Worthy Roman Brutus, concerned about his dictator friend’s political intentions, gets caught up in a conspiracy that ends with him stabbing a disappointed Caesar before being driven to suicide by his rival Mark Antony’s superior oratory and tactics.
The Thane Macbeth receives a prophecy from three “weyard sisters” that he’ll be King of Scotland, and his murderously ambitious wife helps him to achieve his dream, but at the very worst price.
Listless student prince Hamlet, traumatized by his villainous uncle Claudius’ fratricide, is inspired by the ghost of his father to feign insanity, sending his girlfriend Ophelia loopy and resulting in a catastrophic poison-and-fencing bloodbath.
Old King Lear makes a terrible mistake in trusting his bad daughters and exiling his truest child, Cordelia, before going mad on a stormy heath and dying with Cordelia’s expired body in his arms.
Moorish Venetian general Othello skips off to Cyprus with his beloved wife Desdemona and apparent best friend Iago, who makes it his mission to destroy their lives using only a handkerchief and a lot of insinuation.
Antony and Cleopatra
Mark Antony, one of Rome’s three leaders, neglects his duties in favor of a passionate affair with Egyptian Queen Cleopatra, incurring Caesar’s wrath and resulting in their bloody double suicide, by sword and, more inventively, by asp bite.
British King Cymbeline, encouraged by his evil Queen, banishes his daughter Imogen’s secret husband Posthumus, and annoys the Romans, but thankfully Imogen resists various ensuing attempts on her life and it all gets sorted out in the end.
THE LIFE AND TIMES OF WILLIAM SHAKESPEARE
“The web of our life is of a mingled yarn”
What We Know About Shakespeare’s Life
Tantalisingly, we know very little about William Shakespeare’s life. His thoughts on love, marriage, politics, children, death, sin, temptation and sexuality were never recorded, apart from in his works, of course, which are open to endless interpretation. Despite the best efforts of archivists and scholars, Will remains an enigma, a blank canvas on which countless biographers have painted their own vivid and often fanciful pictures. Despite how familiar you may feel you are with the Bard’s visage, there are only a handful of portraits of him in existence and historians still squabble over which are most likely to be accurate. The one above is the Chandos portrait from the National Gallery in London, attributed to painter John Taylor, which was said to have been originally in the possession of writer William Davenant, Shakespeare’s godson (and, as rumor had it, according to John Aubrey’s Brief Lives, his illegitimate son).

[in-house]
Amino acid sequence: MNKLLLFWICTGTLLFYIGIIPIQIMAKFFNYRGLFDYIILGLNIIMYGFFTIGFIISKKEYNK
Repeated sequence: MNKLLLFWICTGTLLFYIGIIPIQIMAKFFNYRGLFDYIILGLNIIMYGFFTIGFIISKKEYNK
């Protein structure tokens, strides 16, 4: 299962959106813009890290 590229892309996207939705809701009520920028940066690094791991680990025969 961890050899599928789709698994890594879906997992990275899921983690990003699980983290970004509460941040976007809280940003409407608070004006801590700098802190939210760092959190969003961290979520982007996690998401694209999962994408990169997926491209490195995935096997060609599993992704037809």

So what do we know about Shakespeare? There is a record of his baptism at Holy Trinity Church in the market town of Stratford-upon-Avon on April 26, 1564, and, given that in Elizabethan times children were typically baptised between two and four days after their birth, many people hedge their bets and take our national poet’s birthday to be April 23, which is also, rather conveniently, St. George’s Day. His father, John Shakespeare, was a glove-maker (and, pleasingly, a municipal ale-taster), and his mother, Mary Arden, was the daughter of a well-known and respected landowner. Shakespeare was probably educated at the King’s New Grammar School, where he would have been coached extensively in the rigors of Latin and rhetoric: you can see him flexing those classical muscles in the plays where certain characters use magnificent rhetoric and persuasion to manipulate the action—think of Iago in Othello, Lady Macbeth in Macbeth and Portia in The Merchant of Venice. Older boys spoke Latin in class, and they would have had a good knowledge of classical texts and mythology.
We don’t know what Shakespeare did after school—this is the first example o...
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Book Description Gildan Audio and Blackstone Audio, 2016. Condition: New. book. Seller Inventory # M1469095653